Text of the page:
Navy Sea Lion Breaks Ranks and Escapes


Pumpkin the wayward Navy sea lion remained free Wednesday in waters off Santa Cruz Island, eluding his Navy keepers who were trying to recapture him.

The 16-year-old California sea lion went AWOL a week ago from a routine training exercise clearing dummy mines in the Channel Islands.

On Wednesday, animal activists decried Pumpkin’s plight and criticized the Navy’s use of marine mammals.

“Good for him,” said Ingrid Newkirk, chairwoman for the Washington-based People for the Ethical Treatment of Animals, praising Pumpkin’s dash for freedom. “The Navy declared war on marine mammals a long time ago. It’s too bad the Geneva Convention doesn’t extend to sea lions.”


After a weeklong search by air and sea, Pumpkin was briefly captured Tuesday on Gull Island, a rocky outcrop off the southern coast of Santa Cruz Island. But the sea lion, which had apparently been injured, wrestled free from his captors while they waited for a helicopter, and plunged back into the sea.

A harness that the sea lion wore to recover dummy explosives fell off, leaving Navy frogmen no way of distinguishing Pumpkin from the thousands of other sea lions in the area.

“The fact is he’s out there on his own, and he may want to stay out there,” said Navy spokesman Tom LaPuzza.

LaPuzza said Navy personnel remain in the area and are trying to coax him back to the boat with an audible beacon and buckets of fish.


“Without identifying marks, the only way they’ll recognize Pumpkin is if he jumps in the boat,” LaPuzza said.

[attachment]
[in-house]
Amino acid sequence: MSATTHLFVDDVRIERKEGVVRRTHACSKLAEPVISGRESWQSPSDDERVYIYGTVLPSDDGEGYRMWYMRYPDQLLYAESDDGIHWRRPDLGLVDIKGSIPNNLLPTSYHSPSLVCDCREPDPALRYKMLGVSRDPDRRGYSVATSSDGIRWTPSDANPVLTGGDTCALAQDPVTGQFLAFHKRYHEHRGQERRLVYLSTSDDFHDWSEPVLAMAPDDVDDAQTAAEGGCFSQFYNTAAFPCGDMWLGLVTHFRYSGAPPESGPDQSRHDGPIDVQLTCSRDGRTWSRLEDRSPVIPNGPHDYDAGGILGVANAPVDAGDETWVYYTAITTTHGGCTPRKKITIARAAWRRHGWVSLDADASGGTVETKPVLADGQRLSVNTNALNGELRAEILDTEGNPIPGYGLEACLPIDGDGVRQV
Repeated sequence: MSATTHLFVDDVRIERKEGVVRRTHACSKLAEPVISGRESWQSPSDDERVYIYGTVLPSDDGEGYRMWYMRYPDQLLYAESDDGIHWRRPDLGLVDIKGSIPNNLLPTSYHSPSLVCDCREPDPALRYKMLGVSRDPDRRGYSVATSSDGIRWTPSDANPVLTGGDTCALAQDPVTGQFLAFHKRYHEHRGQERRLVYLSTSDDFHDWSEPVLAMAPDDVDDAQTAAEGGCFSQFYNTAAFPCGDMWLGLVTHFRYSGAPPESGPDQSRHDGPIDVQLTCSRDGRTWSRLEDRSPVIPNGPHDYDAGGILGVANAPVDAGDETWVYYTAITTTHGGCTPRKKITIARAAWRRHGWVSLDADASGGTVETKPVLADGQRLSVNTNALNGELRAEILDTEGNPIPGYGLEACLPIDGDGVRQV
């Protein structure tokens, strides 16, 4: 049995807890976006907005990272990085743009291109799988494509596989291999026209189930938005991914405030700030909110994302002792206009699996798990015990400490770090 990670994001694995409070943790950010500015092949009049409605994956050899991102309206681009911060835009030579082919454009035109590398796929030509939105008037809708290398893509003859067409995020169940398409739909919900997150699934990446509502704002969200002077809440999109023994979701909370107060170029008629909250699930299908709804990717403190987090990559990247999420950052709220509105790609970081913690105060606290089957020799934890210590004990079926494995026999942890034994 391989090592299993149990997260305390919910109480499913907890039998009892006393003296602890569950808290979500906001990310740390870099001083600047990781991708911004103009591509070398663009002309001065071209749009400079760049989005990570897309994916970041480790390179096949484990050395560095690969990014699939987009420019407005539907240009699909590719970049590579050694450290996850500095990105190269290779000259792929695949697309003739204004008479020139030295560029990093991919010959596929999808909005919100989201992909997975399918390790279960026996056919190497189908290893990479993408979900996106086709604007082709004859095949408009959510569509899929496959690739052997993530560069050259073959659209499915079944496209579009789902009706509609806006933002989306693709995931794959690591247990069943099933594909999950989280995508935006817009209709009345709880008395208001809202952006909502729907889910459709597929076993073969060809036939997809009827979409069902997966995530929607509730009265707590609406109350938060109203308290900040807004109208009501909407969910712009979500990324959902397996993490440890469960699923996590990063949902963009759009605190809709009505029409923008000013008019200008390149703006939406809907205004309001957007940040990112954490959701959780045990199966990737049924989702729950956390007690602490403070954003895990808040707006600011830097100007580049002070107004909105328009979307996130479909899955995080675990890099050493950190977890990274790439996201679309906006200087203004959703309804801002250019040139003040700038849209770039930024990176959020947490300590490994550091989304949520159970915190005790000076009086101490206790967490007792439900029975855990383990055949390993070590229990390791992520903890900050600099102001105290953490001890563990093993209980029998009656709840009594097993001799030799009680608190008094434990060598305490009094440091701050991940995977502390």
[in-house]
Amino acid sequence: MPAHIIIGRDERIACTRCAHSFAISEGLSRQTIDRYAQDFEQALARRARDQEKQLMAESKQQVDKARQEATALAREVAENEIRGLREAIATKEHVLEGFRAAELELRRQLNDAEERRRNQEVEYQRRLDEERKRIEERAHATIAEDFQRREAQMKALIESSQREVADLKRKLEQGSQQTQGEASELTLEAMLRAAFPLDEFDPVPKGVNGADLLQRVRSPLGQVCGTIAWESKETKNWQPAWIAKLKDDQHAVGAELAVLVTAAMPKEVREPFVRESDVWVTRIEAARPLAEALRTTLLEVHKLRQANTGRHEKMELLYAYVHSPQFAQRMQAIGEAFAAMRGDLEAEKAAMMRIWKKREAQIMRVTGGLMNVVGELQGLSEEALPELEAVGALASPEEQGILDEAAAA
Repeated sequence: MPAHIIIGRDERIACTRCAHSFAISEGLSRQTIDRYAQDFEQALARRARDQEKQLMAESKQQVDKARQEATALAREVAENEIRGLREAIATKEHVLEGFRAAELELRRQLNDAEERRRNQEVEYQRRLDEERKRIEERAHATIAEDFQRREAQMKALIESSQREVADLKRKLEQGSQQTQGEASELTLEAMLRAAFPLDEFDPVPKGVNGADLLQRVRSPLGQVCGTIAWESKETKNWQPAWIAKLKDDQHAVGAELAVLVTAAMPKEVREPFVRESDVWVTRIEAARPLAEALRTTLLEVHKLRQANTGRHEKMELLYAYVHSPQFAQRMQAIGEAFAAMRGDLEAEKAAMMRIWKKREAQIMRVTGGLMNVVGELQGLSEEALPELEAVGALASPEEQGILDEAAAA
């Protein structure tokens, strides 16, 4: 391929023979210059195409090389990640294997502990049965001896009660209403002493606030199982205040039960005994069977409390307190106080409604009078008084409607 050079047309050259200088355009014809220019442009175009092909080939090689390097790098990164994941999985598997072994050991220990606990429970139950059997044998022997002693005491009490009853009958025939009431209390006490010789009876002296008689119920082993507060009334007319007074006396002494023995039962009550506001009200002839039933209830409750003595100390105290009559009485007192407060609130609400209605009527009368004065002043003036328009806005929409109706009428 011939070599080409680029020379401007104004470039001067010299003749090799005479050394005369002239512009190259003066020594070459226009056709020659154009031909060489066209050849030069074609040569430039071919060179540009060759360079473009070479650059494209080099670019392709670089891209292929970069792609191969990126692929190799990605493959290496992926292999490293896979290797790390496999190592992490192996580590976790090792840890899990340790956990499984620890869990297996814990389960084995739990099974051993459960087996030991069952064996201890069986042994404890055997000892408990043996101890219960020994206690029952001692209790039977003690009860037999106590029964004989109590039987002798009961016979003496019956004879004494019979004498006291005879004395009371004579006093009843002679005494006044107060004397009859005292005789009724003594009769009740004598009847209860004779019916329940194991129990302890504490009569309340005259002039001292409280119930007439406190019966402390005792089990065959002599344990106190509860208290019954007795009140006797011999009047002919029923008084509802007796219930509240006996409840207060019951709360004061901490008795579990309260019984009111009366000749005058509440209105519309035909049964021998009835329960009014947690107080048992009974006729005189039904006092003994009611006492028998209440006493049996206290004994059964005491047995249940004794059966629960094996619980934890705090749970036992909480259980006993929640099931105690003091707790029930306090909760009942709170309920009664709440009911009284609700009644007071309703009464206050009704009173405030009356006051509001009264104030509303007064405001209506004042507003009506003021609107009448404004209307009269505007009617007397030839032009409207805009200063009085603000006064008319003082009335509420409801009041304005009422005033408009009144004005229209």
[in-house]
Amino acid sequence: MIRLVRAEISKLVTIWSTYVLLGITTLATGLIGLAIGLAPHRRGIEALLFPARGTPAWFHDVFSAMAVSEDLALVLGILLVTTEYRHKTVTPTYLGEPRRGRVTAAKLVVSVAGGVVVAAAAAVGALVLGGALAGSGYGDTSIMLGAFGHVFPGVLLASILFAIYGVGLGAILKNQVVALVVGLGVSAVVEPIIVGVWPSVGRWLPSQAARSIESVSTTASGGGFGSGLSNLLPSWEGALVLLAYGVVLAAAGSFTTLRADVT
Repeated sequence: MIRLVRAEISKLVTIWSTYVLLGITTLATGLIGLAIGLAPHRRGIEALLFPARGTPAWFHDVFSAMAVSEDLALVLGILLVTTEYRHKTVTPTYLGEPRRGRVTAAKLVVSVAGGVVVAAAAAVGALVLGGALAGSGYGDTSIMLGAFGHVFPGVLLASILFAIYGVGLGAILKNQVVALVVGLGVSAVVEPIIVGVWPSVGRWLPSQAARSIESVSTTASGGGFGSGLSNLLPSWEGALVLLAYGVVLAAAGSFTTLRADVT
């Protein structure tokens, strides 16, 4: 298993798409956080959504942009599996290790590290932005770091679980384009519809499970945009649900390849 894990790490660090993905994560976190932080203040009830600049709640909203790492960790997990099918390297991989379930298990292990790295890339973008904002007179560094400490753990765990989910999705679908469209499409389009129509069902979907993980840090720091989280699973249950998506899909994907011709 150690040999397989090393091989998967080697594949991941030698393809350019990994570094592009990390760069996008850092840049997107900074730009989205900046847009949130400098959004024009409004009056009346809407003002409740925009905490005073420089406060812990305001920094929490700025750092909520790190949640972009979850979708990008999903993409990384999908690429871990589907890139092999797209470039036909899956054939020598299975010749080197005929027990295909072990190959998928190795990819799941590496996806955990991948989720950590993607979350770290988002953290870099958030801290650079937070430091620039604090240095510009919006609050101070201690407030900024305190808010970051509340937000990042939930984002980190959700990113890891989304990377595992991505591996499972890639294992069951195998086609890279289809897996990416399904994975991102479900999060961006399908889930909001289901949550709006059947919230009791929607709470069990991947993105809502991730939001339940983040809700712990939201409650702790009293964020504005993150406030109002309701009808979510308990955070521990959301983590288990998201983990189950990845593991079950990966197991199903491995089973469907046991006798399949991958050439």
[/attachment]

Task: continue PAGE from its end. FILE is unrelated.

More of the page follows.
Local activists cited Pumpkin’s captivity as an example of improper use of sea mammals for military experimentation. Simon Oswitch, vice president of Animal Emancipation Inc., called the practice cruel and increasingly unnecessary.

“I’d like to know what they do with the animals that don’t make the training cut,” Oswitch said.

Some animal activists have long criticized the Navy’s Marine Mammal Program, which includes 125 dolphins, sea lions and other sea mammals trained to recover training mines and intercept enemy frogmen.

In 1989, several former Navy trainers accused the Navy of employing brutal methods in training the mammals, but an investigation by the federal Marine Mammal Commission cleared the Navy of extensive wrongdoing.

Peter Howorth, the director of the Marine Mammal Center in Santa Barbara, said Pumpkin’s chances of survival are excellent, despite his naval training to avoid foraging.

“Even captive-born sea lions are only one or two generations removed from millions of years of evolution,” Howorth said.

“They are highly intelligent and highly sociable, and the odds are extremely good that his instincts would take over. It’s not like releasing a toy poodle into the national forest.”


LaPuzza said other sea lions have wandered off during exercises in the Channel Islands, and some swam directly back to their pens in San Diego.

But not all return, he said.

Several teams of Navy animal trainers will remain in the area through today, and then end their search.